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Denied his high school diploma over a book fine in 1962, he finally walked the stage

‘For years, it was a big regret,’ said Ted Sams, who marched with the Class of 2022

For 60 years, Ted Sams regretted that he hadn't graduated with the San Gabriel High School Class of 1962. On May 27, 2022, he finally received his wish. (David Orr)

Five days before he was supposed to graduate from California’s San Gabriel High School in 1962, Ted Sams was suspended for goofing around in the halls and missed a final history exam.

He took the test later and passed, but he’d already missed out on marching with his graduating class to receive his diploma.

“When I went to the high school to pick it up, they told me I owed $4.80 for a missing textbook, and I didn’t want to pay the fine,” said Sams, 77, who still lives in San Gabriel, outside Los Angeles.

“I didn’t have a lot of money, and that amount would have filled my car with gas or paid for a dinner date,” he said. “So I figured, ‘Forget it.’ I walked away and went off to enjoy the rest of my summer.”

Over the years, Sams said, it bothered him that he didn’t get to wear a cap and gown with his classmates and that he didn’t have a framed diploma to hang on the wall.

“He always talked about it, and we knew it was a big deal to him,” said Sherry Sams, 46, one of Ted’s five children. “It was always a disappointment that he didn’t get to walk with his class.”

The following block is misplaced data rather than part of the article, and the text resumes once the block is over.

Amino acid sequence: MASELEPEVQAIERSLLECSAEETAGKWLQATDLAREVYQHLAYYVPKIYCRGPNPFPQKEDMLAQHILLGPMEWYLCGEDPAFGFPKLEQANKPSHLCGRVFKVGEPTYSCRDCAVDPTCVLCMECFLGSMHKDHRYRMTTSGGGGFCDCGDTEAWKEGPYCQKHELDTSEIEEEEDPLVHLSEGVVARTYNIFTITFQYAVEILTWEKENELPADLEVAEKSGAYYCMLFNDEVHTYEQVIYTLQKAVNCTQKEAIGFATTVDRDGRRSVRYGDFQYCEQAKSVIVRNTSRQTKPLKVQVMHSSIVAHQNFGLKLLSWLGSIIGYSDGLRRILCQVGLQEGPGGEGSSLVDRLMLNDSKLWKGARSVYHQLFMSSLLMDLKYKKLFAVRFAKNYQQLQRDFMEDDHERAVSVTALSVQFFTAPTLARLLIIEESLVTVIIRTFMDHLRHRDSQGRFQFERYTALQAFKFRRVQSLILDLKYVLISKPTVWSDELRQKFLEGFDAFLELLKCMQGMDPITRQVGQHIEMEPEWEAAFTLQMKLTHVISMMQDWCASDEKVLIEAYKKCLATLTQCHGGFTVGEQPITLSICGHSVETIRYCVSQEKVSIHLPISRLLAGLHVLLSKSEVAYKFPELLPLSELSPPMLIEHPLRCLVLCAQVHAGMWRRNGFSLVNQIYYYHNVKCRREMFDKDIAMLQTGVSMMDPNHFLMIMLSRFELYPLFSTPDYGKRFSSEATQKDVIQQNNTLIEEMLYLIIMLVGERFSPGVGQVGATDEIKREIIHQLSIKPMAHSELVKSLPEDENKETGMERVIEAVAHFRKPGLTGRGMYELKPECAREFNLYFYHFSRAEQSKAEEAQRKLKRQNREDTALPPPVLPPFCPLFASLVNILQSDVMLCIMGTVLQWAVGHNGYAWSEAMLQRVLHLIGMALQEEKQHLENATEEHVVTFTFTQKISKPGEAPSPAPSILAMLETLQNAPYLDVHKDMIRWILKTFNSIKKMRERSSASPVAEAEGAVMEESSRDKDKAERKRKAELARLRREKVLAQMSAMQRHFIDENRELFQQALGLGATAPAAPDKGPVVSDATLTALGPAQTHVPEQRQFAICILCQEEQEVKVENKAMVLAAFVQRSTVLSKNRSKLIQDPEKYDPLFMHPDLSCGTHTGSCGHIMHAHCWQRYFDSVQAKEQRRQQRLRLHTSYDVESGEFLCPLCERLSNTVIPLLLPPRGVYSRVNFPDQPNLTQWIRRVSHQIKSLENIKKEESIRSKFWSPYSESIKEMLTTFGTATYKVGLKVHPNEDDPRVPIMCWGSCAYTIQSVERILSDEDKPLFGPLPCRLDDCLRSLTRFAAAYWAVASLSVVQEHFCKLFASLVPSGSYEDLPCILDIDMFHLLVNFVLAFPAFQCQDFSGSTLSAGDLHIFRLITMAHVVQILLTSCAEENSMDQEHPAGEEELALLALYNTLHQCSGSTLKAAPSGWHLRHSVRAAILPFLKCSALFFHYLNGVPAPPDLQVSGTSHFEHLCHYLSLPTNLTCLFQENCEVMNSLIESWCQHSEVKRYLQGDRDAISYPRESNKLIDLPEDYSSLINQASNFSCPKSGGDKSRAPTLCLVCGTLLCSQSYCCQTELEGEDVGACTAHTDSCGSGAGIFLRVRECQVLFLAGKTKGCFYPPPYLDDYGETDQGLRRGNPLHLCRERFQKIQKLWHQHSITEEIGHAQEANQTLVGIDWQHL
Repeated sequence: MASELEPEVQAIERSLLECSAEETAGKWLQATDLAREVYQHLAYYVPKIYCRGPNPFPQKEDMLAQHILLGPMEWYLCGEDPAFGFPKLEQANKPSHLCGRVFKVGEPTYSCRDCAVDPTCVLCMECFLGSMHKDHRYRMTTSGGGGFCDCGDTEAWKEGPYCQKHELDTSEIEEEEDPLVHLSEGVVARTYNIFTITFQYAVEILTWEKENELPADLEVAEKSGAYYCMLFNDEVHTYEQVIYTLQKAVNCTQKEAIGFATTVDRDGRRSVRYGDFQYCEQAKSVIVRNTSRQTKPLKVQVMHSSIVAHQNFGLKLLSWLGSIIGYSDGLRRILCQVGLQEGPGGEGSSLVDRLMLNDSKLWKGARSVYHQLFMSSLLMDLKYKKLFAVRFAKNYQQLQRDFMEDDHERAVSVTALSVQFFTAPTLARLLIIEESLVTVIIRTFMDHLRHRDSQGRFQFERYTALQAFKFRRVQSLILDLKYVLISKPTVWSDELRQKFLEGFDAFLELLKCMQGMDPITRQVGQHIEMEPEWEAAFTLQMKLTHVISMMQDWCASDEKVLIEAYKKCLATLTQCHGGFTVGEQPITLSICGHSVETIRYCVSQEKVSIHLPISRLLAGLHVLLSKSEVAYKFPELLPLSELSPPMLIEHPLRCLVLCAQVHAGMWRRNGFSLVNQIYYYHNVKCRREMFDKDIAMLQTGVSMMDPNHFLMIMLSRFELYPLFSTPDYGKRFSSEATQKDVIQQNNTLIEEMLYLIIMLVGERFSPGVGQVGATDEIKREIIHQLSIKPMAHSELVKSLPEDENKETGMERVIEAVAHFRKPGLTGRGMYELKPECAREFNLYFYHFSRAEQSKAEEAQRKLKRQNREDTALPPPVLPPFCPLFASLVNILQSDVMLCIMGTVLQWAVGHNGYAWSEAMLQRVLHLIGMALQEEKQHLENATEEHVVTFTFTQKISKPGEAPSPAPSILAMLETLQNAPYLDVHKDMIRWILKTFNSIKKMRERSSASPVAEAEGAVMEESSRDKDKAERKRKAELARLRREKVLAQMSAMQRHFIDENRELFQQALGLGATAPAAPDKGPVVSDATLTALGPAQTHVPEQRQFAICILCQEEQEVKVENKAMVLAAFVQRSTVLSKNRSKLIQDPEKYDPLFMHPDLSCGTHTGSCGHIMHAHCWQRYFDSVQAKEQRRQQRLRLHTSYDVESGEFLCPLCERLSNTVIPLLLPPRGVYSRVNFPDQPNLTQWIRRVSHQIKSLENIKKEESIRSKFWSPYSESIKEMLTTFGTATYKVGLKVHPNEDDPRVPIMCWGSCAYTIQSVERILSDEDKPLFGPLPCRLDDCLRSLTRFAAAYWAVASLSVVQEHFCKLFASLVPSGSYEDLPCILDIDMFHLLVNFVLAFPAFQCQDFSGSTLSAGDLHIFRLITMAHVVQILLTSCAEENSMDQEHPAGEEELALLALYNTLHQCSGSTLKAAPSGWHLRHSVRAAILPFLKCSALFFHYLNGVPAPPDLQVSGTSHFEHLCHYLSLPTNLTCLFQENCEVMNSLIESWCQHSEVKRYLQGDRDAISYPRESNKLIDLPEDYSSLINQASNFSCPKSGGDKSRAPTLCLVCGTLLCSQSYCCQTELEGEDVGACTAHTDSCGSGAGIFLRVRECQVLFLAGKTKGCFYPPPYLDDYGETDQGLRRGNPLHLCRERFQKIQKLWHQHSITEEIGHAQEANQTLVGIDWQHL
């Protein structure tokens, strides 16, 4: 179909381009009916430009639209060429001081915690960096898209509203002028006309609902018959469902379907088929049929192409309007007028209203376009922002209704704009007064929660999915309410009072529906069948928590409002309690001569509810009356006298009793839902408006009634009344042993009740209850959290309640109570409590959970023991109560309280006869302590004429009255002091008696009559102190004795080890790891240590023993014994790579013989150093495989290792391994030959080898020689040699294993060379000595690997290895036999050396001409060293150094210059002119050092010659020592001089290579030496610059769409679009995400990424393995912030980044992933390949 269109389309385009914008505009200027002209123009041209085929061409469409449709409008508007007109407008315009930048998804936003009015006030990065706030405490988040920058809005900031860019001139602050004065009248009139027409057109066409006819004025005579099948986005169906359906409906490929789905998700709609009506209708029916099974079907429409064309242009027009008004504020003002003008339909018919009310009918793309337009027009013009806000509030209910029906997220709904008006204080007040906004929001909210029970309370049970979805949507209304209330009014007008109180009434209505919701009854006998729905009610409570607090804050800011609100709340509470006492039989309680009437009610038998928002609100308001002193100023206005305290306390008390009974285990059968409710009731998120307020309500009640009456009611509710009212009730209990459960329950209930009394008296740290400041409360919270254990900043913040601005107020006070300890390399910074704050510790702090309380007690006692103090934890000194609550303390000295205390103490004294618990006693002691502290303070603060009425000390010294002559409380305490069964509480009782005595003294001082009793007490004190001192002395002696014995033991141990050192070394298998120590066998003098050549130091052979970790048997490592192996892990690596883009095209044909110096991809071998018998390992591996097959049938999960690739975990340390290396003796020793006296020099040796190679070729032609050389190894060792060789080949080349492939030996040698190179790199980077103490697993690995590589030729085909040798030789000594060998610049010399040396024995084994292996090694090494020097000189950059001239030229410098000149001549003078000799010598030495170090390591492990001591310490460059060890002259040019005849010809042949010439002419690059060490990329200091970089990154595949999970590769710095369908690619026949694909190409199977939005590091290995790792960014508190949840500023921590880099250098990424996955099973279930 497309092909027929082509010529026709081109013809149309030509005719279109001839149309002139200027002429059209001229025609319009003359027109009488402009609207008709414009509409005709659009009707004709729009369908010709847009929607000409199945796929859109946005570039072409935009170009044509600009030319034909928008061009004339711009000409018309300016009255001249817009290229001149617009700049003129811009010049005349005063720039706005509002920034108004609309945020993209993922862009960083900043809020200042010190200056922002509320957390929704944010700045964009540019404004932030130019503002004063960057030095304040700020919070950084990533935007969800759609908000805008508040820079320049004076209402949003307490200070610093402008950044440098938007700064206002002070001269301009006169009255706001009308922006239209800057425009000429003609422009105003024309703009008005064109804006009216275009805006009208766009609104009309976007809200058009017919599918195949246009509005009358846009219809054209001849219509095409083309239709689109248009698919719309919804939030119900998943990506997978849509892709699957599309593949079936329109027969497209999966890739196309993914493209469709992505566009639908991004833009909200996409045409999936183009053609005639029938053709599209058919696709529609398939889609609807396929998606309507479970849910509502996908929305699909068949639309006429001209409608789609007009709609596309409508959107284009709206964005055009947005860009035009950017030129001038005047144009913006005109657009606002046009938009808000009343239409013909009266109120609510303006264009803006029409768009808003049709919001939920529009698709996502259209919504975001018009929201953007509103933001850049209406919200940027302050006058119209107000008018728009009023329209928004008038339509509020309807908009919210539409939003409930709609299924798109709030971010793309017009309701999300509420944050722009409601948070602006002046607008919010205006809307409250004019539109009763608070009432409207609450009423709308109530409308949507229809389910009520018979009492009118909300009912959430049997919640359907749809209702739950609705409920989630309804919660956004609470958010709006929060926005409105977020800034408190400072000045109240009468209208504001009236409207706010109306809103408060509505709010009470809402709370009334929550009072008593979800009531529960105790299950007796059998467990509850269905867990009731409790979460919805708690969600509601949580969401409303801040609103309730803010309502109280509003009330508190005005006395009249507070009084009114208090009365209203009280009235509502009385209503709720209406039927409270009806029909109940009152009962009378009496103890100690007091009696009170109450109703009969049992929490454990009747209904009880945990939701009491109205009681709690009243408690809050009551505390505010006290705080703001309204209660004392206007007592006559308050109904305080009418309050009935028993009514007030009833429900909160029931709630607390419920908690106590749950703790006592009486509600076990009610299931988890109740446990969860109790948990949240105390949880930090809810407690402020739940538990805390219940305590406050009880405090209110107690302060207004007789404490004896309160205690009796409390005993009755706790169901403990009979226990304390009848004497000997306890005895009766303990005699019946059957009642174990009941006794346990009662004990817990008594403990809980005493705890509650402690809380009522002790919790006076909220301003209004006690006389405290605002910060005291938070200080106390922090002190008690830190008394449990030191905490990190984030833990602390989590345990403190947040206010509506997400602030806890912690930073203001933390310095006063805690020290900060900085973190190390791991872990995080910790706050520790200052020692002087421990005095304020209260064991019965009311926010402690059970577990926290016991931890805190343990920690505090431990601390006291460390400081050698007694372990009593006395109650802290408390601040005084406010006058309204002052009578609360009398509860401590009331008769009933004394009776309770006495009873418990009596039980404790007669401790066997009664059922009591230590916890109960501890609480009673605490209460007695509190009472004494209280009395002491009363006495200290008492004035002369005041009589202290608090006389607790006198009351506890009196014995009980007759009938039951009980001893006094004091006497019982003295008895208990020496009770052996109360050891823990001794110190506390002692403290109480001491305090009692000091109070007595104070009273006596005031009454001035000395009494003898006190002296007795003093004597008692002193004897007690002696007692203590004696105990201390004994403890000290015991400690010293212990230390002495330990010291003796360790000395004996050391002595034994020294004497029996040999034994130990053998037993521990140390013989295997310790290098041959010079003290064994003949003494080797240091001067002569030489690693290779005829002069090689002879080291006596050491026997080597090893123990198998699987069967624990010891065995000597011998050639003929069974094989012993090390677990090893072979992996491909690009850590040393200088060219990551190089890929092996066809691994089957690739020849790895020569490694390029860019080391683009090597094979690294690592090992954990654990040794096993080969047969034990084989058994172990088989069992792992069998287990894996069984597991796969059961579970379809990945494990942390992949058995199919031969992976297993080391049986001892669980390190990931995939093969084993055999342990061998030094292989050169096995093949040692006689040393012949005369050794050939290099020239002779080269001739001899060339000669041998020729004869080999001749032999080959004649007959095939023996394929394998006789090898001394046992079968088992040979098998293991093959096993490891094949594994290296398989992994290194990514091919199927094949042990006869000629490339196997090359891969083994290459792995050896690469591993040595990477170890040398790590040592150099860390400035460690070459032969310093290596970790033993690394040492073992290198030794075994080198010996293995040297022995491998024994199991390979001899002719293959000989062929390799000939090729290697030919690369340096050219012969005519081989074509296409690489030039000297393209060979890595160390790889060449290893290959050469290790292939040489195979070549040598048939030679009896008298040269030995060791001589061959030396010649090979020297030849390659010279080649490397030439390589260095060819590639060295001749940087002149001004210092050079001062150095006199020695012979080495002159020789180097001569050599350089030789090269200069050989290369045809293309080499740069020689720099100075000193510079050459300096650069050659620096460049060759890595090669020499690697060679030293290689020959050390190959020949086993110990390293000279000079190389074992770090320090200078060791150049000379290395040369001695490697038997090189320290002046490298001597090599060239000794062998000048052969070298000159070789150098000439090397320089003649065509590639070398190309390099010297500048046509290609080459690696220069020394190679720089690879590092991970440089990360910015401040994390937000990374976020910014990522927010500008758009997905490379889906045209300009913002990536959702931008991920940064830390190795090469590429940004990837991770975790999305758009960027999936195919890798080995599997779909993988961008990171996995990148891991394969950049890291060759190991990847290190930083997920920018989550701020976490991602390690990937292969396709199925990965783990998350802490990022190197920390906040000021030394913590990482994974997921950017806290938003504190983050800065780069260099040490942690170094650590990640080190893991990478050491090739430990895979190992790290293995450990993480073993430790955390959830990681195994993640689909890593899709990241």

As the 60th anniversary of her father’s missed commencement approached, Sherry Sams and her sister, Sally Bonette, decided this could finally be his opportunity.

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“On Super Bowl Sunday, he brought it up again, and we thought it would be nice to surprise him with a duplicate diploma,” said Bonette, 48.

In February, Sherry Sams called San Gabriel High School to explain the situation. She ended up talking to Veronica Molina, the school registrar. Molina was sympathetic to the situation and said she’d look around for Ted Sams’s diploma in the unlikely event that it still happened to be somewhere in the building.

Molina made her way into the school vault, which was dusty and filled with items from long ago.

“It didn’t look like anybody had been in there in a very long time,” she said. “I found a stack of file drawers, and inside one of those drawers, I saw a box labeled ‘old diplomas.’ ”

She carefully flipped through the diplomas, and a name jumped out: Theodore Sams.

She could hardly believe it. She slowly lifted the decades-old, sleeved diploma.

“I was the first person to open his diploma in 60 years, but it was in great condition,” said Molina, 36. “I was really excited to find it.”

So excited that she convened with Principal Debbie Stone, and they came up with a proposition: How about if Ted Sams marched with the Class of 2022 to get his diploma?

They would forgive his $4.80 debt for the missing textbook.

In mid-May, Sherry and her siblings surprised their dad with a video invitation to attend San Gabriel High’s commencement at Rose Bowl Stadium on May 27.

“It was the best invitation I’ve ever received,” said Sams of the video his family created. “Of course, I said yes.”